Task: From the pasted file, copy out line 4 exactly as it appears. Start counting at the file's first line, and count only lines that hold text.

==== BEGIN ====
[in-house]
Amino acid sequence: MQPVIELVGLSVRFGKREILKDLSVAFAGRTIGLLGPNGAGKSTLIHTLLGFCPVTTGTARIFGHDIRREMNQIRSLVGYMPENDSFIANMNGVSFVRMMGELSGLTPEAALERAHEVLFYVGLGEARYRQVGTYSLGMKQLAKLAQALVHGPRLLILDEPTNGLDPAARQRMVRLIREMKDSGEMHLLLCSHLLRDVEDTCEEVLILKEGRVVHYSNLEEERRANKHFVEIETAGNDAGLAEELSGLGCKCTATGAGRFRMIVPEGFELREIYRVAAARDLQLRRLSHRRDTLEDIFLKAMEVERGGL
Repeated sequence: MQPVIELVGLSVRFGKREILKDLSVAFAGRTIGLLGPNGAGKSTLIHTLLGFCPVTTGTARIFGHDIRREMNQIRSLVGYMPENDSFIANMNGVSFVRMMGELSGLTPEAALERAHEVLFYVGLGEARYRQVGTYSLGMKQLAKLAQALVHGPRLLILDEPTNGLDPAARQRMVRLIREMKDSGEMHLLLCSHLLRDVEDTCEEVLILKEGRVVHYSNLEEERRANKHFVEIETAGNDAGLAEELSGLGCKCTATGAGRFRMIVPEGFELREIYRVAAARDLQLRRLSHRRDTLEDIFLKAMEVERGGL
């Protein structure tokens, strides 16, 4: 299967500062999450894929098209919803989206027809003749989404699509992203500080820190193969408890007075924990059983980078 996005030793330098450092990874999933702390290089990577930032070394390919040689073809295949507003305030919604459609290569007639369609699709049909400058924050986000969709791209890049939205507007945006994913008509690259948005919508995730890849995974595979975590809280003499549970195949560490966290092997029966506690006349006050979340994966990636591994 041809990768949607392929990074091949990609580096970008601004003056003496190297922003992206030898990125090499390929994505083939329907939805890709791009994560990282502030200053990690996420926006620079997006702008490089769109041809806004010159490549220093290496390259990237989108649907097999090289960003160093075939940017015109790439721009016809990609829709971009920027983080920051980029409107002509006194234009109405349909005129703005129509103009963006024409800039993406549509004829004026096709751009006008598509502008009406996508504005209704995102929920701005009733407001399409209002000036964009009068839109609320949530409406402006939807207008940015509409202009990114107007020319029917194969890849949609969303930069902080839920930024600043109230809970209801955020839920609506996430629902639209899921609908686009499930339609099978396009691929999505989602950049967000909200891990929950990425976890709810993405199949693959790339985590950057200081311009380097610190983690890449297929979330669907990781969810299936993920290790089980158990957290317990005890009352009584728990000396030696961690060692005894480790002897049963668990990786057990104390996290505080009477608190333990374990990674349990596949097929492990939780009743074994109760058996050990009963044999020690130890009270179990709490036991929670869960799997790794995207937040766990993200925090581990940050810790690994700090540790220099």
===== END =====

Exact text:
């Protein structure tokens, strides 16, 4: 299967500062999450894929098209919803989206027809003749989404699509992203500080820190193969408890007075924990059983980078 996005030793330098450092990874999933702390290089990577930032070394390919040689073809295949507003305030919604459609290569007639369609699709049909400058924050986000969709791209890049939205507007945006994913008509690259948005919508995730890849995974595979975590809280003499549970195949560490966290092997029966506690006349006050979340994966990636591994 041809990768949607392929990074091949990609580096970008601004003056003496190297922003992206030898990125090499390929994505083939329907939805890709791009994560990282502030200053990690996420926006620079997006702008490089769109041809806004010159490549220093290496390259990237989108649907097999090289960003160093075939940017015109790439721009016809990609829709971009920027983080920051980029409107002509006194234009109405349909005129703005129509103009963006024409800039993406549509004829004026096709751009006008598509502008009406996508504005209704995102929920701005009733407001399409209002000036964009009068839109609320949530409406402006939807207008940015509409202009990114107007020319029917194969890849949609969303930069902080839920930024600043109230809970209801955020839920609506996430629902639209899921609908686009499930339609099978396009691929999505989602950049967000909200891990929950990425976890709810993405199949693959790339985590950057200081311009380097610190983690890449297929979330669907990781969810299936993920290790089980158990957290317990005890009352009584728990000396030696961690060692005894480790002897049963668990990786057990104390996290505080009477608190333990374990990674349990596949097929492990939780009743074994109760058996050990009963044999020690130890009270179990709490036991929670869960799997790794995207937040766990993200925090581990940050810790690994700090540790220099």